Free event spotlights medical research in Iowa

March 22, 2007 —

(Des Moines, IA) – If current medical and health care research interests you, plan to attend the fourth annual Des Moines University Student Research Symposium on April 5.
Des Moines University (DMU) will host the symposium from 6 to 9 p.m. in the Olsen Medical Education Center, 3200 Grand Avenue. The event is free and the public is invited. Dinner will even be provided to the first 100 guests.
The symposium is sponsored by DMU’s Oncology Club and the Student Osteopathic Medical Association and is designed to emphasize the importance of medical research, promote health care awareness and advance the field of osteopathic medicine.
“Research can be a lifelong pursuit from undergraduate studies through medical training, culminating in clinically-oriented research,” explained Brian Aebly, symposium organizer and D.O. student. “Des Moines University offers wonderful opportunities to conduct research with talented faculty. We want the community to know about our programs and benefit from them.”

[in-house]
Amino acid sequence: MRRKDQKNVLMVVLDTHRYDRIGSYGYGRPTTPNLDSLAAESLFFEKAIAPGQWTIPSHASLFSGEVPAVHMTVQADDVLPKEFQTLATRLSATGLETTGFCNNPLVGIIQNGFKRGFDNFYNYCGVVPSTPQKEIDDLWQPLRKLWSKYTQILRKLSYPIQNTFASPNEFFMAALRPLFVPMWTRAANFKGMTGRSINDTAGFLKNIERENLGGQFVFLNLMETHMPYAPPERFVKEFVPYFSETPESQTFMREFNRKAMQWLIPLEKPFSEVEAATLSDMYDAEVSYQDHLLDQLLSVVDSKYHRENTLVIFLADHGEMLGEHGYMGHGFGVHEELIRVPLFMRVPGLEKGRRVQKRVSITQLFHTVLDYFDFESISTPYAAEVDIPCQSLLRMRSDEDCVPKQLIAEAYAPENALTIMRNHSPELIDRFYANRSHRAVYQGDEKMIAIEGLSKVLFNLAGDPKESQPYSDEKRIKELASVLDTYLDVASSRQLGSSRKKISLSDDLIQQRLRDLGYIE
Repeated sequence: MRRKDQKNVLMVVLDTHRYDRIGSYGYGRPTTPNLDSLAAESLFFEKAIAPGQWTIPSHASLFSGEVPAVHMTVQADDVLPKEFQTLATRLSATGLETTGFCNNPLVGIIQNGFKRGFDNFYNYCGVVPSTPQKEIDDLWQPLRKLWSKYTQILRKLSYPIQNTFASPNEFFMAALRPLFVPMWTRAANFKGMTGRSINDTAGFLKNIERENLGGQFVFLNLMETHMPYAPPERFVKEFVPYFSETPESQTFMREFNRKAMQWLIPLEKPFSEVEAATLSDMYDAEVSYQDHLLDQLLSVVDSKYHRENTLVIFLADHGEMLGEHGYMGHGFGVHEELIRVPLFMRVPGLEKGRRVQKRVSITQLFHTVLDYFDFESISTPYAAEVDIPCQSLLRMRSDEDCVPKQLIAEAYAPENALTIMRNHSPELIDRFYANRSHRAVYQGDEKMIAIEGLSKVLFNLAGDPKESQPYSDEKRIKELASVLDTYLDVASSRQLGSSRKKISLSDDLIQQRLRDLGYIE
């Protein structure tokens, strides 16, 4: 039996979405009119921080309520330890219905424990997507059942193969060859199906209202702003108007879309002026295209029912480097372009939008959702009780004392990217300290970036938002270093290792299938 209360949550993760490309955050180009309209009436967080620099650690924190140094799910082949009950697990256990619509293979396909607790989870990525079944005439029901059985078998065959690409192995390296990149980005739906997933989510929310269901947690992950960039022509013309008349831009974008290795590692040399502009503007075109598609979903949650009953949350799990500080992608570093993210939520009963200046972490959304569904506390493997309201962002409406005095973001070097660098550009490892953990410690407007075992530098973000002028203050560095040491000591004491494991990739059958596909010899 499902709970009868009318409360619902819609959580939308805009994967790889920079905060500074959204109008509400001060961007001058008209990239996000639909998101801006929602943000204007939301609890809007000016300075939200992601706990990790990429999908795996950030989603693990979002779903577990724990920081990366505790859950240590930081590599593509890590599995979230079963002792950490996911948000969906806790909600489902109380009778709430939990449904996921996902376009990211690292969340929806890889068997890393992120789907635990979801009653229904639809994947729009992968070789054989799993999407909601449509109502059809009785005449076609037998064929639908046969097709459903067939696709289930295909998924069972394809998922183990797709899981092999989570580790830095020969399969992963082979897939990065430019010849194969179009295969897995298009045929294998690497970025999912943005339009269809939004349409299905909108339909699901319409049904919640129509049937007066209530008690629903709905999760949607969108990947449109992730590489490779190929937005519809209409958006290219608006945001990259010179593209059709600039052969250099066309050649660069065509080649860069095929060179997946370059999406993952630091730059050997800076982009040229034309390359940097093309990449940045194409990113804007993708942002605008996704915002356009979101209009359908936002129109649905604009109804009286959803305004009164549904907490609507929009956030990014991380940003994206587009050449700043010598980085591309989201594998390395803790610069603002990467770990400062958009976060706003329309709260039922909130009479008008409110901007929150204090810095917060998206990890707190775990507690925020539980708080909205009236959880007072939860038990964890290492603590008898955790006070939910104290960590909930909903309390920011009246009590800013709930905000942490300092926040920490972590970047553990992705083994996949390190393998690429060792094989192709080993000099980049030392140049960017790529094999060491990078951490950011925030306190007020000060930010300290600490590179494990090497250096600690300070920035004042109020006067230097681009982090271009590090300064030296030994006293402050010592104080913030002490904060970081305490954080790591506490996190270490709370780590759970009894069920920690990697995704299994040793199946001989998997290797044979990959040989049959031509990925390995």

Presentations will be given on topics such as physical therapy, biology, biochemistry, microbiology and cancer. In addition to DMU students, presenters may include physicians from Mercy Medical Center and students from Drake University, Iowa State, Central College, Simpson College, Creighton University and Grand View College. DMU students hope attendance from other institutions fosters an environment of camaraderie within the Iowa research field.
Henry Lynch, M.D., director of Creighton University’s Hereditary Cancer Institute, is the keynote speaker and will present, ‘Hereditary colon cancer: Update on the Lynch Syndrome.’
Dr. Lynch has published more than 700 peer-reviewed papers and edited more than a dozen books related to the diagnosis, prevention, counseling and treatment of hereditary disorders, primarily cancer. As one of the first to consider that cancer could be hereditary, he developed some of today’s fundamental principles in the world of cancer research. Lynch syndrome, a rare inherited disorder predisposing people to certain types of cancer, was named after Dr. Lynch for his work on researching inherited cancers.
“Dr. Lynch is a world-class researcher and pioneer in hereditary cancer. We are privileged to have him speak on our campus.” Aebly said.
Reservations are not needed. For more information, contact the DMU Research Department at 515.271.1445.


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